3 Thoughts About Organic Fruits and Vegetables

This is a guest post by Lior Torenberg.

The hype behind organic food is immense. While it was once limited to specialty grocery stores, it can now be found in virtually any grocery store (Walmart is the largest seller of organics in the US!). While most of the hype may be justified, some of it is purely overblown assumption. Is organic food really that much healthier than conventionally grown produce, meat and dairy? What are the differences?

1. Organic vs. Conventional Nutrient Content

The nutrient content in both conventionally grown and organic produce is on average the same. But there are some differences. For example, organic strawberries contain more vitamin C than conventionally grown berries. Organic tomatoes contain more polyphenols, than conventionally grown tomatoes. The differences are not big though.

Ripeness is a much bigger factor in nutrient density of a crop. A fruit might be artificially ripened with conventional farming, allowing it to have a far greater nutritional content than an organic fruit that is less ripe.

2. Pesticides vs. Extra Nutrients

Many people who switch to organic do so to avoid the chemicals that enable farmers to  grow their crops fast and pretty. This farming process exposes you to chemical fertilizers, synthetic insecticides, and synthetic herbicides. What’s worrisome is the long-term effects of ingesting these harmful chemicals.

Charles Benbrook, who served as chief scientist for the Organic Center, said that pesticide exposure can have deleterious long-term effects on the general population, specifically pregnant women, the elderly and children. Research that looked at blood pesticide levels during pregnancy found that the women with the highest pesticide levels had children with IQs 4 to 7 percent lower than those of their peers.

3. Organic and the Environment

Some people cite environmental issues as their reasons for switching to organic produce. Organic farming has a lesser environmental impact per acre, but in many case is more labor intensive.  Moreover, organic farming yields less produce per acre compared to conventional, requiring more farmland to produce the same amount of crop. This topic is highly debatable and I suspect will continue to be for years to come.

What I recommend:

  • Buy fruits and vegetables locally and in season when possible – many times organic options will not be significantly more expensive.
  • Whether organic or conventional, wash and scrub fresh fruits and vegetables thoroughly.
  • Join a local CSA (community supported agriculture) – where prices are often cheaper than buying at a supermarket.

Lior Torenberg is a high school Junior, avid foodie and health-fanatic. She runs her own blog focused on yoga and the power of clean eating. Her goal is to present the new generation’s voice on health and wellness.

 

 

Sources:

Chang, Kenneth. “Organic Food vs. Conventional Food.” Well Organic Food vs Conventional Food Comments. New York Times, 4 Sept. 2012. Web. 17 June 2013.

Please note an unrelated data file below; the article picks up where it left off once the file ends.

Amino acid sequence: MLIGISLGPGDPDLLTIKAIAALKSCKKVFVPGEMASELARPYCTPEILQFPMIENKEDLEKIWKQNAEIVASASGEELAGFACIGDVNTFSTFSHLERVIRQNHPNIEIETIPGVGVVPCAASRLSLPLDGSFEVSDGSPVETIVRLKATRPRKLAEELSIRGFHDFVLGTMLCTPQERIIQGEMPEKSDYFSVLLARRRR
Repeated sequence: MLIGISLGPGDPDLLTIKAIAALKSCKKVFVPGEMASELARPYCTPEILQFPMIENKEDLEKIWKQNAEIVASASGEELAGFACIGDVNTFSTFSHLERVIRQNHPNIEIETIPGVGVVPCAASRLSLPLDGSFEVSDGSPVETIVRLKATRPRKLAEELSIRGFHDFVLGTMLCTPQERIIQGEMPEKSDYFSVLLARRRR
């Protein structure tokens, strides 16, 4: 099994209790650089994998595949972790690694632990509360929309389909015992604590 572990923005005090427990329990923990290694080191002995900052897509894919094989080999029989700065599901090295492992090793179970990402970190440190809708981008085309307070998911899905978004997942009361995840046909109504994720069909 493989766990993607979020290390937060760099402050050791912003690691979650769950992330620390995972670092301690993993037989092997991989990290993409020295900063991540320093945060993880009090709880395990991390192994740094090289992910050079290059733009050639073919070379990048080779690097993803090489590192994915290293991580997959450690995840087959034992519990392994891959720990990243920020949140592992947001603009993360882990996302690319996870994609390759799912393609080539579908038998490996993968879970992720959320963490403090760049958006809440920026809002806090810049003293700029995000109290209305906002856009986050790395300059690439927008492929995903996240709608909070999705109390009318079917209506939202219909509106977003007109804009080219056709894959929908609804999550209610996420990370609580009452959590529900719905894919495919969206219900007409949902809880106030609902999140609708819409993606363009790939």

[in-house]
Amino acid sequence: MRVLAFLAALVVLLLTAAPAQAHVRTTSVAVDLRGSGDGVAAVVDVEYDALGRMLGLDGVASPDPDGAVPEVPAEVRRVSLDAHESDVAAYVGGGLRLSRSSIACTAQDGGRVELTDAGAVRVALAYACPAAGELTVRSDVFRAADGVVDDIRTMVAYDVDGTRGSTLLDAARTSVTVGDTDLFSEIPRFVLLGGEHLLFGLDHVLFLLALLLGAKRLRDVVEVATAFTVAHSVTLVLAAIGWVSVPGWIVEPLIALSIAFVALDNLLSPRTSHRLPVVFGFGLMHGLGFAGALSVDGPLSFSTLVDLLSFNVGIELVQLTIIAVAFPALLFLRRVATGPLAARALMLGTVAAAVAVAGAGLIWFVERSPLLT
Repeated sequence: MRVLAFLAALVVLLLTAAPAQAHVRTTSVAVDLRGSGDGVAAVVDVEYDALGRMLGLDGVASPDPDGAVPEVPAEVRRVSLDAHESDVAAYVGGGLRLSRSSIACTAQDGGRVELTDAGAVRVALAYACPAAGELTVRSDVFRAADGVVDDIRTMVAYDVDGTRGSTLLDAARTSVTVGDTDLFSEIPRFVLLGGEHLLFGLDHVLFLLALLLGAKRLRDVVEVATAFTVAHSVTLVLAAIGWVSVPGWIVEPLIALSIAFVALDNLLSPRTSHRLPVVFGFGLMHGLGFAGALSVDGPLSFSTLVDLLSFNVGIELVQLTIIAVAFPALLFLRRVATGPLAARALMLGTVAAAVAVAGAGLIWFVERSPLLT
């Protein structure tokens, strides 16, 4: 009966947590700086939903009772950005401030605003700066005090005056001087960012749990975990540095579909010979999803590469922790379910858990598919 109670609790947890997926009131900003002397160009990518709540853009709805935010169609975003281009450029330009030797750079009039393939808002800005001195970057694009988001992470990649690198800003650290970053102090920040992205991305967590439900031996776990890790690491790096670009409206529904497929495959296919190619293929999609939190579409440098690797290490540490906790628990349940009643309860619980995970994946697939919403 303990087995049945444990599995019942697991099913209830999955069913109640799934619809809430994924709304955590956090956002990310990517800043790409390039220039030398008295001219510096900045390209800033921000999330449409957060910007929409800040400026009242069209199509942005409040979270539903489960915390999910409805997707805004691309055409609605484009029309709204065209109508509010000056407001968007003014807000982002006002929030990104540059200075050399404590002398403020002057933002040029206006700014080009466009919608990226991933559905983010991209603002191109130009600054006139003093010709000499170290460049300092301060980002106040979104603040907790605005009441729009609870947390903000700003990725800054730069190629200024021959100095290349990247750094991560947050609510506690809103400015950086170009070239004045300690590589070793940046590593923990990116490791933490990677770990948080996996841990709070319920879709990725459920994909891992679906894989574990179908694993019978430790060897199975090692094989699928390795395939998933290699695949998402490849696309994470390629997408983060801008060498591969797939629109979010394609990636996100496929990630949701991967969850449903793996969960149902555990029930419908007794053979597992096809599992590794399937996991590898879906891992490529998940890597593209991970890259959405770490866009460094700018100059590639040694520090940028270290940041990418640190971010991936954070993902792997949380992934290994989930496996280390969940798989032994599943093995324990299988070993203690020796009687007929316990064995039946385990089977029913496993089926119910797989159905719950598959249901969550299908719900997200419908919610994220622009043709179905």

Clinic, Mayo. “Organic Foods: Are They Safer? More Nutritious?” Mayo Clinic. Mayo Foundation for Medical Education and Research, 07 Sept. 2012. Web. 17 June 2013.

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  • Renee Jones Wilson

    Great article Lior! I look forward to reading more from you in the future.

  • reachue

    Great tips. Thanks

  • DarrylM

    Xlcent bullet points. I’d suggest one more, grow your own. I took a handful of spinach and lettuce from my modest vegetable garden this A.M. and made a most fresh smoothy from them.

  • Ann, RD

    Lior, Consider becoming a dietitian! This will give you more clout in the medical realm!

  • Nik

    Go girl! So wonderful to see a junior high students passionate about clean eating. I wish you all the very best to guide and support your generation in health and wellness.

  • Natalya

    I never wash my fruit, very bad habit I know but what are the dangers? Does anyone know?

    • Tyler

      What are the dangers? Well, the fruit may have dirt on it. It may look clean to the naked eye, but there may be microscopic dirt particles, or other small insects, worms, insect eggs etc. By consuming those, you are exposing your gut to infection. The insect eggs can thrive in your intestine and give rise to worms. A few months ago, I bought some fresh kale and tapped it on my white kitchen countertop. I was amazed to see the huge variety of very small worm-like critters.
      Fruits, vegetables and leaves/herbs may also have pesticide residue on them. The farmer simply sprays the chemical stuff right on the fruit/vegetable – that’s to stop the worm or bird from eating it. If you don’t wash it, it goes straight to your gut.

  • Simba

    Just remember- organic produce are usually still grown using ‘chemical’ pesticides, herbicides, and fertilisers. Indeed, it would be difficult for large-scale organic to be feasible without them. Sure, those chemical pesticides are ‘natural’- but so is snake venom. Occurring naturally is no guarantee of safety.

  • Hilary

    So only conventional agriculture uses chemicals? You need to go to a farm…. even an organic one. There are many, many chemicals labeled for organic use. No one remembers organic compounds from say 7th grade science class?
    And if you feel that you must buy organic then dont buy the organic from California or Mexico if you live on like the east coast…. youre not saving the world by using all that fuel with trucks and trains. All youre doing is preserving farm land there and not around your home.